Some Really Cool Aircraft
on 10/14/2005 (2)
Here are some really cool aircraft that captured our eye and imagination. Enjoy!
Lockheed P-38 Lightning Nicknamed "Der Gabelschwanz Teufel" or "Fork-Tailed Devil" by Luftwaffe fighter pilots in WWII, The Lightning was designed in 1937 as a high-altitude interceptor. Equipped with droppable fuel tanks under its wings, the P-38 was used extensively as a long-range escort fighter and saw action in practically every major combat area of the world. A very versatile aircraft, the Lightning was also used for dive bombing, level bombing, ground strafing and photo reconnaissance missions. An icon of WWII aviation, the P-38 was perhaps one of the most regal birds ever built.
Chance-Vought V-173 'Flying Pancake': Charles H. Zimmerman promoted his “Flying Pancake” design from 1933 to 1937 while working for the National Advisory Committee for Aeronautics (NACA) at Langley Field, Virginia. It was a prototype "proof of concept" aircraft that lacked wings, instead relying on its flat circular body to provide the lifting surface. The arrival of the jet age saw the cancellation of the larger production variation of the the V-173, the XF5U-1, despite the fact that the XF5U-1 was due to take its first test flight later that year. Looking eerily like a UFO, the V-173 just may have fueled 'Flying Saucer' eye witness reports during that turmoiled era.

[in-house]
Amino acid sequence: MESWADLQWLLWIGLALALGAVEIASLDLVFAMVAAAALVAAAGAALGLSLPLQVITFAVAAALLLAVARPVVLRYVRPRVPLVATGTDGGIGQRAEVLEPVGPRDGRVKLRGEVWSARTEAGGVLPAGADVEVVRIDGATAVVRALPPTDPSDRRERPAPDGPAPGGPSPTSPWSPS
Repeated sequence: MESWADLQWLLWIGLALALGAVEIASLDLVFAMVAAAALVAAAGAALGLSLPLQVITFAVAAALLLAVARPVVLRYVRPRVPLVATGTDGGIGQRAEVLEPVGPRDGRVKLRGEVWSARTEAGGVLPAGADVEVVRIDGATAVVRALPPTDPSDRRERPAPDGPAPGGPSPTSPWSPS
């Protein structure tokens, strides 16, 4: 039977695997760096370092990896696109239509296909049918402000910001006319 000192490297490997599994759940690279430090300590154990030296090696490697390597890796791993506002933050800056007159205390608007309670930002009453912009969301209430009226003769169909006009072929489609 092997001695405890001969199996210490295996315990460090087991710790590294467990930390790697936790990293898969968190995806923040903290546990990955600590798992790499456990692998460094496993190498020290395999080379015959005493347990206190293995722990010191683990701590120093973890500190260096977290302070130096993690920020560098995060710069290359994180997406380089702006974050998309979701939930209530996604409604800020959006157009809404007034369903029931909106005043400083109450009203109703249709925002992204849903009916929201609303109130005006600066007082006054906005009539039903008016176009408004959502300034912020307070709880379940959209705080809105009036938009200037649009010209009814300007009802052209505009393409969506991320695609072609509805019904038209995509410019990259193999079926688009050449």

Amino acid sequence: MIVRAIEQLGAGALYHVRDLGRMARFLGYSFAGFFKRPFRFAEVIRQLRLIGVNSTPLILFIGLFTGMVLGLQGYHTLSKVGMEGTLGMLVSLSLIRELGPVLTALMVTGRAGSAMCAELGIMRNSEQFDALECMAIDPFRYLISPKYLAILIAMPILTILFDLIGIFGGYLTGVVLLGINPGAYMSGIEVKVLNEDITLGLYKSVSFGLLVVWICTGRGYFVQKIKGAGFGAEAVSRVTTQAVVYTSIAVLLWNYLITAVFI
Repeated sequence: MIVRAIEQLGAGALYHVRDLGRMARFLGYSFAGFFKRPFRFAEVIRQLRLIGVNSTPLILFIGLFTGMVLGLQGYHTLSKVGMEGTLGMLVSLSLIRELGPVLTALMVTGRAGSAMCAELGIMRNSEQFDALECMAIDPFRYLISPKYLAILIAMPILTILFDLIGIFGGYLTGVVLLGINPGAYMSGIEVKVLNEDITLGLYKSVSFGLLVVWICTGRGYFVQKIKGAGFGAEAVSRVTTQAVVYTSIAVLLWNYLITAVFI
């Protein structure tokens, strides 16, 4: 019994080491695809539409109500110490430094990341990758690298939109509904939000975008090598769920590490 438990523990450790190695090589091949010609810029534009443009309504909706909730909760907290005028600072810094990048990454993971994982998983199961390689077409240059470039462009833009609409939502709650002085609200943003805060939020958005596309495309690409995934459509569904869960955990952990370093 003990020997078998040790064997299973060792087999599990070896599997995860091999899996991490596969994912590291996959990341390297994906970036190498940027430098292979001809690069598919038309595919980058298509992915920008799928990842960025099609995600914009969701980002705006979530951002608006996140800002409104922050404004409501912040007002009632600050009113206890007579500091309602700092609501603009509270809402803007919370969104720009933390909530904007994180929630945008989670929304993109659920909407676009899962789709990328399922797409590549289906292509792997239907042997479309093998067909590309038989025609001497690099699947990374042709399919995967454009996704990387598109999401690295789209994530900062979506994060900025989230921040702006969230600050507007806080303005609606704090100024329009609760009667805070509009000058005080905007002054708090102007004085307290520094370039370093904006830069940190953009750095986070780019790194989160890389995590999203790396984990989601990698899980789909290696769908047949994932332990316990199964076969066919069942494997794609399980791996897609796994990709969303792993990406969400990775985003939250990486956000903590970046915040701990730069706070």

Curtiss-Wright XP-55 Ascender: A beast of a bird, only 3 prototypes of the rear-engined canard-winged XP-55 were built, the performance of the Ascender was not very impressive and was in fact inferior to that of the more conventional fighters already in service. In addition, by 1944, jet-powered fighter aircraft were clearly the wave of the future. Consequently, no production was undertaken, and further development was abandoned.
Ryan X-13 'Verti-Jet': Initiated in 1954, and the precursor of VTOL, or vertical take off and landing jets such as the Harrier, the X-13 was designed to test the idea of vertical takeoff, transition to horizontal flight, and return to vertical flight, literally hitching onto a 'hook and loop' assembly mounted on a landing tower. No small wonder the Verti-Jet never reached production. Imagine trying to land vertically, looking straight up into the air out of the cockpit, and trying to hook onto the landing tower on the deck of a pitching Battleship in a 20 knot crosswind . No chance, Right Stuf
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